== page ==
Calm, an app dedicated to helping with sleep and meditation, is donated $15,000 — the equivalent of Osaka’s initial fine — to Laureus Sport in France, a company that does work in the mental health space.

It’s also offered to the same if any other tennis athletes are fined for taking the same stand in the future.

Olympics opening ceremony memes: Tonga still doesn’t give a shirt

But this year the shirtless, glossy Tongan taekwondo athlete has competition from Vanuatu. Plus: What’s with the team entrance order?

Malia and Pita lead Team Tonga during the opening ceremony. Um, yes, some viewers did in fact notice Pita’s shiny torso.

Things were a little different this year: Taufatofua wore a face mask, and he was joined by Malia Paseka, Tonga’s first female Olympian to compete in taekwondo. He congratulated his teammate and fellow flag bearer.

“A special congratulations to our Flag Bearer, Malia Paseka,” Taufatofua tweeted. “She did an amazing job leading the way for more participation of females and youth in sport in Tonga. So proud to walk along side our first ever female taekwondo Olympian!”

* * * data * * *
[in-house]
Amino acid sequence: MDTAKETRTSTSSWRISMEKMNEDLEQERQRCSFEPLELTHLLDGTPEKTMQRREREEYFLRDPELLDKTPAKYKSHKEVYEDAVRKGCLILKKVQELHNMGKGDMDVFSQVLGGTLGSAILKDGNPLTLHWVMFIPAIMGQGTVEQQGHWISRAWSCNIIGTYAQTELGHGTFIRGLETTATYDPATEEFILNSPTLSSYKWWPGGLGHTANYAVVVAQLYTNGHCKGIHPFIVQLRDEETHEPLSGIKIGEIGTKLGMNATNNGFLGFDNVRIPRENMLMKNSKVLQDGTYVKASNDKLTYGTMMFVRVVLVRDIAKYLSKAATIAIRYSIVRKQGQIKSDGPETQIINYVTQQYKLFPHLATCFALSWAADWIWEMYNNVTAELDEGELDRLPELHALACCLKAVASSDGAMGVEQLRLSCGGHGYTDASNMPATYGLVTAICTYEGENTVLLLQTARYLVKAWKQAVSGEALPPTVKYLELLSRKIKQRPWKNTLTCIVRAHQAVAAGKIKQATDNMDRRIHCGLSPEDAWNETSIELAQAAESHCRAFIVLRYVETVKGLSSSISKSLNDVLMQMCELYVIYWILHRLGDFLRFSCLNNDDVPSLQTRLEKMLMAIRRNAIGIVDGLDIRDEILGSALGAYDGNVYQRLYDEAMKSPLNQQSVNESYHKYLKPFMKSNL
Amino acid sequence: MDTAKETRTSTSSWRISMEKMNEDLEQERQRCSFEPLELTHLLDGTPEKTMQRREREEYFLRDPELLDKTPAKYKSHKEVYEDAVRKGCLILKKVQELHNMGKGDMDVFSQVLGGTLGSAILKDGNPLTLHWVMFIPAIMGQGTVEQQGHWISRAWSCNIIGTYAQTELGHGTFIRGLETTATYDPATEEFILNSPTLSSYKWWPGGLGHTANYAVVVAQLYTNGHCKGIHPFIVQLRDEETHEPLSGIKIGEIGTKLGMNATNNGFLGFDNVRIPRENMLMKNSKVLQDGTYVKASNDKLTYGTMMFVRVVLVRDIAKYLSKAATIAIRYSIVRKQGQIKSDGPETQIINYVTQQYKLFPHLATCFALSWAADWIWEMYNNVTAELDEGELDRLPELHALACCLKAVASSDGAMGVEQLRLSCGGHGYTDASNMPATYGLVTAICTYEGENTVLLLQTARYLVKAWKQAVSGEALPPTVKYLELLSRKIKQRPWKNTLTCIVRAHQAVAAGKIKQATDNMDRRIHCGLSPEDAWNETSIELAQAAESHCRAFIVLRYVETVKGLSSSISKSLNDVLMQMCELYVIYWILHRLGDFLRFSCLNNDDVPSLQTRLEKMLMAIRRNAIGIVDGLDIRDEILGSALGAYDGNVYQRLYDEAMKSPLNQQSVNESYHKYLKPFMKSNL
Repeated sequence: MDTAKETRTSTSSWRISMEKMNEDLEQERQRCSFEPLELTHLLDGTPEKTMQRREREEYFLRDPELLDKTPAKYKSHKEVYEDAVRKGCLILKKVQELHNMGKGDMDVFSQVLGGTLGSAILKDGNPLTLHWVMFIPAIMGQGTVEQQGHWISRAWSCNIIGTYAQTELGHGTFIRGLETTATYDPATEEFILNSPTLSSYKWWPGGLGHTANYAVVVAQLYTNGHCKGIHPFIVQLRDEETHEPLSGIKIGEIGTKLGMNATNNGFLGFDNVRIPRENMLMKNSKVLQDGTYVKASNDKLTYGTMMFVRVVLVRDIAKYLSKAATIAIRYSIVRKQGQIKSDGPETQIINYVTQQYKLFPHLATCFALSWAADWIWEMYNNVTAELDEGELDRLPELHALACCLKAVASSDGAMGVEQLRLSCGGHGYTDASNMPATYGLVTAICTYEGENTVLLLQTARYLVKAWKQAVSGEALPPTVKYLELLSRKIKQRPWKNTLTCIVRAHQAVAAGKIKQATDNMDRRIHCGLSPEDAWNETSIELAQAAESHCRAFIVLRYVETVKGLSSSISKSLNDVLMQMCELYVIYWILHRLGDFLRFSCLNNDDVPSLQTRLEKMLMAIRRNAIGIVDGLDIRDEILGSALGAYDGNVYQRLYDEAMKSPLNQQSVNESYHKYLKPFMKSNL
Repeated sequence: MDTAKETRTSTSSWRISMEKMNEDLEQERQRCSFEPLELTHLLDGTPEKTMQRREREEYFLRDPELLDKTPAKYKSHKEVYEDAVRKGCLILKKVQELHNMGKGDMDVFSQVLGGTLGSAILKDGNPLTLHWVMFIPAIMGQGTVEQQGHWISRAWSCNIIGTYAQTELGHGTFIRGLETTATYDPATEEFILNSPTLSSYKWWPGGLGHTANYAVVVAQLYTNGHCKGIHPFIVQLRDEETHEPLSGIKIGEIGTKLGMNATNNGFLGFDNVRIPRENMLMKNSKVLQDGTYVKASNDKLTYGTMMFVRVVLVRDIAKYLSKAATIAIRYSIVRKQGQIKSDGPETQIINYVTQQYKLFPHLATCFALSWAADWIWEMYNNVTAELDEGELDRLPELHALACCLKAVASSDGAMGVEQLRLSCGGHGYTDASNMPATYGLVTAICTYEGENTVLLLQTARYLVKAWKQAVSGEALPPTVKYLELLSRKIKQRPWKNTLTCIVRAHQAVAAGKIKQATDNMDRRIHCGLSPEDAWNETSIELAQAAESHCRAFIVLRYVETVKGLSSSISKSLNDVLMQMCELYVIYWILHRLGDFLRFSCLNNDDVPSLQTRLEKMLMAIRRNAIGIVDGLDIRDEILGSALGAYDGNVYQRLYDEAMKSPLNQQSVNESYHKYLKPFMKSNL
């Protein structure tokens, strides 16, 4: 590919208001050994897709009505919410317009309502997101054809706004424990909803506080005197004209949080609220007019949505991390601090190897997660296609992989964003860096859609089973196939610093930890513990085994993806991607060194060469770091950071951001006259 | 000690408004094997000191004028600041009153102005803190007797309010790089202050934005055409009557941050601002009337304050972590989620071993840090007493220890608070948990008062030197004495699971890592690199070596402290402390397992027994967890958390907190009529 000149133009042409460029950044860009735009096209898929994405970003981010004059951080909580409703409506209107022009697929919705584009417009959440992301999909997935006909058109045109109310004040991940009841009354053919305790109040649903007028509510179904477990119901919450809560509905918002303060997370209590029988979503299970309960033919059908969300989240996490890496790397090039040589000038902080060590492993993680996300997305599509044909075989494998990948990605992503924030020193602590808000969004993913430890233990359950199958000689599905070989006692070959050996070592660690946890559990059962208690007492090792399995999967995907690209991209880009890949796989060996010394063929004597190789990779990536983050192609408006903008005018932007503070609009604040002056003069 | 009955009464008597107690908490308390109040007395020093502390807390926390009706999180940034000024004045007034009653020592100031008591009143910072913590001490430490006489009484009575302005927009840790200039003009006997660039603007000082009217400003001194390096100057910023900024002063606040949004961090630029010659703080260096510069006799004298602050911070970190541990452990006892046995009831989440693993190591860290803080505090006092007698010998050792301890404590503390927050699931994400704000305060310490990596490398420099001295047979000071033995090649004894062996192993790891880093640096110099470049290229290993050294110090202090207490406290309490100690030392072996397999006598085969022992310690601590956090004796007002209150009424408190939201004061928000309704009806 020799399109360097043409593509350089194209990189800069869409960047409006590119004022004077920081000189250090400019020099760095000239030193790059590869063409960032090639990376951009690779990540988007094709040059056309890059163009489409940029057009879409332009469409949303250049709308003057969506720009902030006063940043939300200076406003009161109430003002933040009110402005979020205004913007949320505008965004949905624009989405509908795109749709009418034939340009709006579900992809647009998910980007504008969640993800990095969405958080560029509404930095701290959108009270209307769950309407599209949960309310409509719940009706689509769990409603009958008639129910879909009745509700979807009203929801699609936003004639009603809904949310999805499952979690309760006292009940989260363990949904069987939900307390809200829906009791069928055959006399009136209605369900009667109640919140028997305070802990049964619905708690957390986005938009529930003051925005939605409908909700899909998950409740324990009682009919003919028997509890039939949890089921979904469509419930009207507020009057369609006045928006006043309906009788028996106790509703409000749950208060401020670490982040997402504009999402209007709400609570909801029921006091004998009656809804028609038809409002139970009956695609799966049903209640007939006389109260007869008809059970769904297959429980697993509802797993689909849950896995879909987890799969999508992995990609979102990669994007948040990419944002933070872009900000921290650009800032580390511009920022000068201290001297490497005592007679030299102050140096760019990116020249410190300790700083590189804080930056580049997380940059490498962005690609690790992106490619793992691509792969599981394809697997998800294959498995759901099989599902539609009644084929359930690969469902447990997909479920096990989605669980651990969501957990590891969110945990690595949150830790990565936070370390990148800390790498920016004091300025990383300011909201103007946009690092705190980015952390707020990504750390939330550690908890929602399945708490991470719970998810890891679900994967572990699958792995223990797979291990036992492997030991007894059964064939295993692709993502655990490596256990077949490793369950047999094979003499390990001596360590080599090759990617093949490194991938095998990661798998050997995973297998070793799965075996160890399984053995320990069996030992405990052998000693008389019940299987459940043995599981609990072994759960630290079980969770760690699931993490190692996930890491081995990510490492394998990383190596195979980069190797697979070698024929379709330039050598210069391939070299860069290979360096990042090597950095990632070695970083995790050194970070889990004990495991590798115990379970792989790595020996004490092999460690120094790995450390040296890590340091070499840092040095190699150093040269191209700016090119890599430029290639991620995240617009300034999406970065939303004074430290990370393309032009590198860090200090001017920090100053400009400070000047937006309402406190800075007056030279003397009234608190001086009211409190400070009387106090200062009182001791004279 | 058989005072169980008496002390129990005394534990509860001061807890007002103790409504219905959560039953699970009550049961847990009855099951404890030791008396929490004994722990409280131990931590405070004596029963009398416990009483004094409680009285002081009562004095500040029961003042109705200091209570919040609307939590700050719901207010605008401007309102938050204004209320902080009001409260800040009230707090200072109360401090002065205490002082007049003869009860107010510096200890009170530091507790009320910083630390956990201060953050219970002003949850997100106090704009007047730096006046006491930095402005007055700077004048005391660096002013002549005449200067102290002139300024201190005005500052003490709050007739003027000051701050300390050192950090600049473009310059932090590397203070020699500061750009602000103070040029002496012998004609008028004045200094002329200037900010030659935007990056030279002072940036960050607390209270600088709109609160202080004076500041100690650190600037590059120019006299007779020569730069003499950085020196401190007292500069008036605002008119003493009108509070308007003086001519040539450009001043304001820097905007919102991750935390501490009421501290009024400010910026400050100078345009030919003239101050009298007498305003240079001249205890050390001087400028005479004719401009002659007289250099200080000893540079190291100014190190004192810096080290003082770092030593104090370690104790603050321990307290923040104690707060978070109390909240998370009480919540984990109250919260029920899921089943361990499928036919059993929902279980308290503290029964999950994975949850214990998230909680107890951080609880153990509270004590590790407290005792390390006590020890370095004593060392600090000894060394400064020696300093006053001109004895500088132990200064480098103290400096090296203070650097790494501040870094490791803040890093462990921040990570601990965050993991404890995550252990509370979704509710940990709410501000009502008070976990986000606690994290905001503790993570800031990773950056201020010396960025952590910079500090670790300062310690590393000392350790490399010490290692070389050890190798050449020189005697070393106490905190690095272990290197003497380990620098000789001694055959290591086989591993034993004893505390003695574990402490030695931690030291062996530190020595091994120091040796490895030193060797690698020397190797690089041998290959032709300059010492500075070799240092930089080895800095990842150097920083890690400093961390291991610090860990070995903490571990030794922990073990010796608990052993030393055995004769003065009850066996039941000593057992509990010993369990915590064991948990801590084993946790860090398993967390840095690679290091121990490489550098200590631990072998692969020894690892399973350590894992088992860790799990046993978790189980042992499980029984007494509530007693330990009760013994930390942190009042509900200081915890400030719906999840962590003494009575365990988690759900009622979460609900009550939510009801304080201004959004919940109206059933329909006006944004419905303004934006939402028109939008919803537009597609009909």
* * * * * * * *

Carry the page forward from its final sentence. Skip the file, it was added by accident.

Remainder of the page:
Fans were drawn to the Tonga team.

“Clearly the best pair of flag bearers in the Parade of Nations,” wrote one Twitter user. “You both are amazing!”

Wrote another, “**BREAKING** TONGA HAS WON THE OLYMPICS. We can all go home now.”

This year, Tonga wasn’t alone in the oiled-up athlete arena. Rower Riilio Rii from Vanuatu also pulled off the shirtless and glossy look.

“Pita, we see you and we raise you,” the official Olympics Twitter account wrote.

The countries usually file into the stadium in alphabetical order. But when you watch this year, you may wonder if you even know the alphabet. That’s because it’s in the order used in Japan.

There are also some other variations. Greece, home of the original Olympics, leads the pack, followed by the Refugee Team, athletes from troubled countries who’ve mostly been training in Kenya. The USA marches in near the end, followed by France and then Japan, the host country. (If you want to follow along, Wikipedia has the order.)

Many who were expecting the teams to march in ABC order were thrown.

“This order is bonkers,” wrote one Twitter user. “I clearly need to revisit the alphabet.”

The various sports were also displayed by performers dressed in white and blue and dubbed “human pictograms,” who re-create the icons used to depict each sport.

Wrote one Twitter user, “This live action Wii sports menu was unexpected but very much appreciated.”

Said another, “Give the pictogram team a GOLD.”

The opening ceremonies will be rebroadcast in the US on NBC at 7:30 p.m. ET/PT. The Olympics run through Aug. 8.

AEW Full Gear 2021: Results, new AEW Champion, full recap and analysis